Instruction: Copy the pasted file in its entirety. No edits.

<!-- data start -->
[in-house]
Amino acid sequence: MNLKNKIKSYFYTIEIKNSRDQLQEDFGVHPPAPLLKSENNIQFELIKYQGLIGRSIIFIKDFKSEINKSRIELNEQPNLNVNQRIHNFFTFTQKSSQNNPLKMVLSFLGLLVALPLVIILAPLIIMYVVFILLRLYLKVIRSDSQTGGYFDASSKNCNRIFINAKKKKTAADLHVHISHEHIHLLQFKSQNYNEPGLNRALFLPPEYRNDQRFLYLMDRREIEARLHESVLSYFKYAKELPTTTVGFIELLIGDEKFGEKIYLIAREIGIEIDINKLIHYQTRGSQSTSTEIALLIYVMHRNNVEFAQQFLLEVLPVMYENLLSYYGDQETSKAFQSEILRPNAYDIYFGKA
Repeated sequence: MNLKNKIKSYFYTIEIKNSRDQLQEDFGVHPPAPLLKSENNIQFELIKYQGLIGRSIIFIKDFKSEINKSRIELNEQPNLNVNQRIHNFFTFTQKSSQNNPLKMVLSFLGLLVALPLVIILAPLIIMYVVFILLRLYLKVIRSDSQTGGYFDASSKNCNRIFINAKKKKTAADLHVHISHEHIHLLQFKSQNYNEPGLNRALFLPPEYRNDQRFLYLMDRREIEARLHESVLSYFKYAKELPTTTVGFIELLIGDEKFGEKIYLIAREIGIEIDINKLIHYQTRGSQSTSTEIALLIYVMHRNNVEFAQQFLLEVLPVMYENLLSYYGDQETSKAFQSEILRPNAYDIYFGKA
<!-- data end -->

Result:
[in-house]
Amino acid sequence: MNLKNKIKSYFYTIEIKNSRDQLQEDFGVHPPAPLLKSENNIQFELIKYQGLIGRSIIFIKDFKSEINKSRIELNEQPNLNVNQRIHNFFTFTQKSSQNNPLKMVLSFLGLLVALPLVIILAPLIIMYVVFILLRLYLKVIRSDSQTGGYFDASSKNCNRIFINAKKKKTAADLHVHISHEHIHLLQFKSQNYNEPGLNRALFLPPEYRNDQRFLYLMDRREIEARLHESVLSYFKYAKELPTTTVGFIELLIGDEKFGEKIYLIAREIGIEIDINKLIHYQTRGSQSTSTEIALLIYVMHRNNVEFAQQFLLEVLPVMYENLLSYYGDQETSKAFQSEILRPNAYDIYFGKA
Repeated sequence: MNLKNKIKSYFYTIEIKNSRDQLQEDFGVHPPAPLLKSENNIQFELIKYQGLIGRSIIFIKDFKSEINKSRIELNEQPNLNVNQRIHNFFTFTQKSSQNNPLKMVLSFLGLLVALPLVIILAPLIIMYVVFILLRLYLKVIRSDSQTGGYFDASSKNCNRIFINAKKKKTAADLHVHISHEHIHLLQFKSQNYNEPGLNRALFLPPEYRNDQRFLYLMDRREIEARLHESVLSYFKYAKELPTTTVGFIELLIGDEKFGEKIYLIAREIGIEIDINKLIHYQTRGSQSTSTEIALLIYVMHRNNVEFAQQFLLEVLPVMYENLLSYYGDQETSKAFQSEILRPNAYDIYFGKA